But alas, there’s a ton of books on Iran I still have yet to read and want to. I’m embarrassed to admit, but I’ve never read Reading Lolita in Tehran or Lipstick Jihad. Elaine Sciolino’s Persian Mirrors: The Elusive Face of Iran has been on my TBR forever, along with Ryszard Kapuscinski’s Shah of Shahs. As for more recent offerings, I’d love to read Laura Secor’s Children of Paradise: The Struggle for the Soul of Iran, Andrew Scott’s The Fall of Heaven: The Pahlavis and the Final Days of Imperial Iran and Barry Meier’s Missing Man: The American Spy Who Vanished in Iran. With a list of books like this it looks like I’ve got my work cut out for me.

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Wordless Wednesday

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November 8, 2017 · 4:19 pm

Nonfiction November 2017: Book Pairings

Welcome to the second week of Nonfiction November. This week we’re pairing nonfiction books with works of fiction. Our host this week is Sarah from Sarah’s Book Shelves. I don’t know about you, but this sounds like a lot of fun. It reminds a lot of the bookish conversations I used to have with a former a co-worker. He was a voracious reader who read almost exclusively fiction, while I on the other hand tend to gravitate towards nonfiction. But despite our differing tastes, on numerous occasions our reading choices ran parallel. Specifically, he might have been reading a novel that was set in some country, or during the same time period as whatever nonfiction book I was reading at the time. Whenever our selections mutually aligned it led to stimulating conversations.

After letting my imagination run wild for a few days here’s what I came up with for fiction and nonfiction pairings.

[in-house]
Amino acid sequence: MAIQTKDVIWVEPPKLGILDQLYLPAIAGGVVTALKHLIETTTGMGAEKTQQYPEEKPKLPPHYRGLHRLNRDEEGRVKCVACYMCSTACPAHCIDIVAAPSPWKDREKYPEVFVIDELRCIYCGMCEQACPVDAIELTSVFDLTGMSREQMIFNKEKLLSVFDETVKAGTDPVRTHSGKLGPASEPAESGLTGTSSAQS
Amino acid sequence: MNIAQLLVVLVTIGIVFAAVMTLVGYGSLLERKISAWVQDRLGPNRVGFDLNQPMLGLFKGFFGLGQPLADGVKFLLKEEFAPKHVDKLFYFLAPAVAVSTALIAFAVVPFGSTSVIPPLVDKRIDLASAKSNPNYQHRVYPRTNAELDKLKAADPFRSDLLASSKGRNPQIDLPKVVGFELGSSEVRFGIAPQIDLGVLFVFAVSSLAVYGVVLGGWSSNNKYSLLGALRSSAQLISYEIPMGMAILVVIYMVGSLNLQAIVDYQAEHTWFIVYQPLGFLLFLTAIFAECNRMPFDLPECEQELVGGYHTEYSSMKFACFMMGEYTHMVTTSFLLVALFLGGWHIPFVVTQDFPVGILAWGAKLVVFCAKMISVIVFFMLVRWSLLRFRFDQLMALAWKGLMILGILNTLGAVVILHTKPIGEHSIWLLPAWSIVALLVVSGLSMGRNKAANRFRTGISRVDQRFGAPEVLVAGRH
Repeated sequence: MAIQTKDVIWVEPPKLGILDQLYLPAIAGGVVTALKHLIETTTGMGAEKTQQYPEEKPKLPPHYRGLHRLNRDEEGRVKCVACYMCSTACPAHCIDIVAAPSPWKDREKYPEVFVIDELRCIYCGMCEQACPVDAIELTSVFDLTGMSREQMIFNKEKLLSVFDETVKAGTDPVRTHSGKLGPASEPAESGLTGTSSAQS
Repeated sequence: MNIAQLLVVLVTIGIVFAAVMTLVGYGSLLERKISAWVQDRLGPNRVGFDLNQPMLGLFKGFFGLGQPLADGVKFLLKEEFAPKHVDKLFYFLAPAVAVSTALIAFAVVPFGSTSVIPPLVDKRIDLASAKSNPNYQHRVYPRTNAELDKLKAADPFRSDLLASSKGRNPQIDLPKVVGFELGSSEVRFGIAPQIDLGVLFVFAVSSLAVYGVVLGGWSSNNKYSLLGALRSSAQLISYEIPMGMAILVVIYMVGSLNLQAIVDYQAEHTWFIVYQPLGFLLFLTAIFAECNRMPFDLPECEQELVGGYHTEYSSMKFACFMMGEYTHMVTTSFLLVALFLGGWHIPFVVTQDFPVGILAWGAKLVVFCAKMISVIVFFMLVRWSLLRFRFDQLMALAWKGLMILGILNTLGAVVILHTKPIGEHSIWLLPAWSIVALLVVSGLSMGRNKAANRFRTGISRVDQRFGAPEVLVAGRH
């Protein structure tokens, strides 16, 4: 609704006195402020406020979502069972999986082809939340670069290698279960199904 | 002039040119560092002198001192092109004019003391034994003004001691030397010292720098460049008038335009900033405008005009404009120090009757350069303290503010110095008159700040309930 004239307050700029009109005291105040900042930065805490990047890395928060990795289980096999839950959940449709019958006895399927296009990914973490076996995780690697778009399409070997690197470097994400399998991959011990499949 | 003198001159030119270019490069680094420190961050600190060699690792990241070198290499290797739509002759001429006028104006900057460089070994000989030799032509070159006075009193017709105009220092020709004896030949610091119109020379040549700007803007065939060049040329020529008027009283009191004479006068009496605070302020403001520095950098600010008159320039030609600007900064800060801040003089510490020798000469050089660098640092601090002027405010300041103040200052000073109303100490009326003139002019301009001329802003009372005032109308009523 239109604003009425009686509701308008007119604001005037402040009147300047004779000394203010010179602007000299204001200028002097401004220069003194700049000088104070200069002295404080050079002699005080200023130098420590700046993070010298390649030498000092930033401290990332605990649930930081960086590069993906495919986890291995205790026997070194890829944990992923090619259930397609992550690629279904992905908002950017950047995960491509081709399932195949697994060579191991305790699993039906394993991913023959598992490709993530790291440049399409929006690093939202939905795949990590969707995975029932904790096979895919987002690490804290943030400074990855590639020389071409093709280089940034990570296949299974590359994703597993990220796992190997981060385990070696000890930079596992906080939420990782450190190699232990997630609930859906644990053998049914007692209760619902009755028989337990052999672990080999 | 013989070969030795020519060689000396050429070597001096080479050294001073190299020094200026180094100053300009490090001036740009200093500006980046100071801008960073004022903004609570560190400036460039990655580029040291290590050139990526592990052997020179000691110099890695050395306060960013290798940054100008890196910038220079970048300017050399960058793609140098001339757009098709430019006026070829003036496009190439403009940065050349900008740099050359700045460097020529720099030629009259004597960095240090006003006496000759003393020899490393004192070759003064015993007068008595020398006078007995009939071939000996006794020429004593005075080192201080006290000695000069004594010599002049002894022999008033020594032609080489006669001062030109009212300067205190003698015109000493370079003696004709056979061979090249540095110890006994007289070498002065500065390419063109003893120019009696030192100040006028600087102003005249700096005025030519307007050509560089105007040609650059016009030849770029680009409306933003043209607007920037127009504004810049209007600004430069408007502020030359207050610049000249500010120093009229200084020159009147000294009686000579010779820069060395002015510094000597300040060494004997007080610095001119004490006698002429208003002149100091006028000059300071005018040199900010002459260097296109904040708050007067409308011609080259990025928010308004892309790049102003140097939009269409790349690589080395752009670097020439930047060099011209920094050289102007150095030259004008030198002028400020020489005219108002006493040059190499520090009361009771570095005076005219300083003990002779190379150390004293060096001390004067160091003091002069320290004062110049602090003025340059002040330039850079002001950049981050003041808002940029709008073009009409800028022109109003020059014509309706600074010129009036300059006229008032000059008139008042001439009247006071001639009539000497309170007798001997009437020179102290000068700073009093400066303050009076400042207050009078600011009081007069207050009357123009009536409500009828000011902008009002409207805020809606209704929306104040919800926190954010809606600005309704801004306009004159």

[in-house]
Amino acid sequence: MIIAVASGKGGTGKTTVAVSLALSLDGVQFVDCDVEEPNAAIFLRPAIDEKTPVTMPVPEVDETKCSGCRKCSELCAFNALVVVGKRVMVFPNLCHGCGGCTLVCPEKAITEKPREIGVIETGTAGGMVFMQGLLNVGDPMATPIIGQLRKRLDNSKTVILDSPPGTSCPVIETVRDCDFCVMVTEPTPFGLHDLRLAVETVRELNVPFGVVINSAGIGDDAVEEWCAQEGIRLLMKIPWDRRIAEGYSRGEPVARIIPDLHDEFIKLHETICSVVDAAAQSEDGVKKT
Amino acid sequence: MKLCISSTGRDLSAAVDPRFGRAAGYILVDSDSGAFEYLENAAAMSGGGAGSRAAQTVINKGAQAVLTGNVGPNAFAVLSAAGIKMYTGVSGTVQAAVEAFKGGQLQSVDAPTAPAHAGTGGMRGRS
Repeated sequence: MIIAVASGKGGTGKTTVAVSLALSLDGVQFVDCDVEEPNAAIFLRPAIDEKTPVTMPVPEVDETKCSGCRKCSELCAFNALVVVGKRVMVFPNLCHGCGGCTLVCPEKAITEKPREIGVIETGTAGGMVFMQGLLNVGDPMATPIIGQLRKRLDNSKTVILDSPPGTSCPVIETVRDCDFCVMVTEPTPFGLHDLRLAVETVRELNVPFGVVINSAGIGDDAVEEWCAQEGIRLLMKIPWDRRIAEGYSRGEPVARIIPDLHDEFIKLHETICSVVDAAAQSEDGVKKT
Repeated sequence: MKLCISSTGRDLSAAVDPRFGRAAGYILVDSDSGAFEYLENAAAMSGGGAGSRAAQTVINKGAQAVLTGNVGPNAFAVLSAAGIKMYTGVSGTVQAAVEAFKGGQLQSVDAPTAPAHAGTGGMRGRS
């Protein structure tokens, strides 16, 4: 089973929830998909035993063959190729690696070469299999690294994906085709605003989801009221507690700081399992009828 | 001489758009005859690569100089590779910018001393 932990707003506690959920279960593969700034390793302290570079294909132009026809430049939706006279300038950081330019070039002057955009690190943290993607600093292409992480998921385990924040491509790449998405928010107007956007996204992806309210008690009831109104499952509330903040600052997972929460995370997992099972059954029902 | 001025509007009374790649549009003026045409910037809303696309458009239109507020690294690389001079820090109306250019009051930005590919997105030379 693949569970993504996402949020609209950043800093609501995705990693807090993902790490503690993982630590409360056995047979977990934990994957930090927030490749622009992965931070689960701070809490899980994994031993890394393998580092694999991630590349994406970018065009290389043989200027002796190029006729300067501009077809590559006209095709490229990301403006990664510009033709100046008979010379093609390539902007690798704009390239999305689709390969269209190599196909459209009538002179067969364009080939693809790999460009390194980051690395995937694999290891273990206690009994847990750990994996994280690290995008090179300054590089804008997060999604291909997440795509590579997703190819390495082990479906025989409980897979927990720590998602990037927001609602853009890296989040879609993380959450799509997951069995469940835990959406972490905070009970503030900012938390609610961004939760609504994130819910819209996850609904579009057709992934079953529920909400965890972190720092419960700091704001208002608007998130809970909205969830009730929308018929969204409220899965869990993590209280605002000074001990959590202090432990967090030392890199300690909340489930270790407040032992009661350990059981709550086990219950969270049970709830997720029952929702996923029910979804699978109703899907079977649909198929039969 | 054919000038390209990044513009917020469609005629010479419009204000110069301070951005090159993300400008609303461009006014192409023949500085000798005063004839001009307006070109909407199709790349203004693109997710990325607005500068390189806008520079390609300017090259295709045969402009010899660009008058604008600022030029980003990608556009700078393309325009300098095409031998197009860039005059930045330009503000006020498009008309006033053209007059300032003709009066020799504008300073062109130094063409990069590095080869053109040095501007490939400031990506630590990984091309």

Conclave by Robert Harris and The Vatican Diaries: A Behind-the-Scenes Look at the Power, Personalities and Politics at the Heart of the Catholic Church by John Thavis 

The Grapes of Wrath by John Steinbeck and The Worst Hard Time: The Untold Story of Those Who Survived the Great America Dust Bowl by Timothy Egan.

Let the Great World Spin by Colum McCann and 1973 Nervous Breakdown: Watergate, Warhol, and the Birth of Post-Sixties America by Andreas Killen

A Golden Age by Tahmima Anam and The Blood Telegram: Nixon, Kissinger and a Forgotten Genocide by Gary J. Bass

The Chosen by Chaim Potok and The Rabbi of 84th Street: The Extraordinary Life of Haskel Besser by Warren Kozak

Under the Frog by Tibor Fischer and The Bridge at Andau: The Compelling True Story of a Brave, Embattled People by James Michener

Expo 58 by Jonathan Coe and The Zhivago Affair: The Kremlin, the CIA, and the Battle Over a Forbidden Book by Peter Finn and Petra Couvée

Native Son by Richard Wright and The Warmth of Other Suns: The Epic Story of America’s Great Migration by Isabel Wilkerson

Girl at War by Sara Nović and The Fall of Yugoslavia: The Third Balkan War by Misha Glenny

The Kite Runner by Khaled Hosseini and The Great Gamble: The Soviet War in Afghanistan by Gregory Feifer

Ghost Fleet: A Novel of the Next World War by P.W. Singer and August Cole and  The Next Decade: Where We’ve Been….and Where We’re Going by George Friedman

Partitions by Amit Majmudar and Midnight’s Furies: The Deadly Legacy of India’s Partition by Nisid Hajari

The Wandering Falcon by Jamil Ahmad and I Am Malala: How One Girl Stood Up for Education and Changed the World by Malala Yousafzai

The Best Place on Earth by Ayelet Tsabari and We Look Like the Enemy: The Hidden Story of Israel’s Jews from Arab Lands

The Mission Song by John le Carre and Consuming the Congo:War and Conflict Minerals in the World’s Deadliest Place by Peter Eichstaedt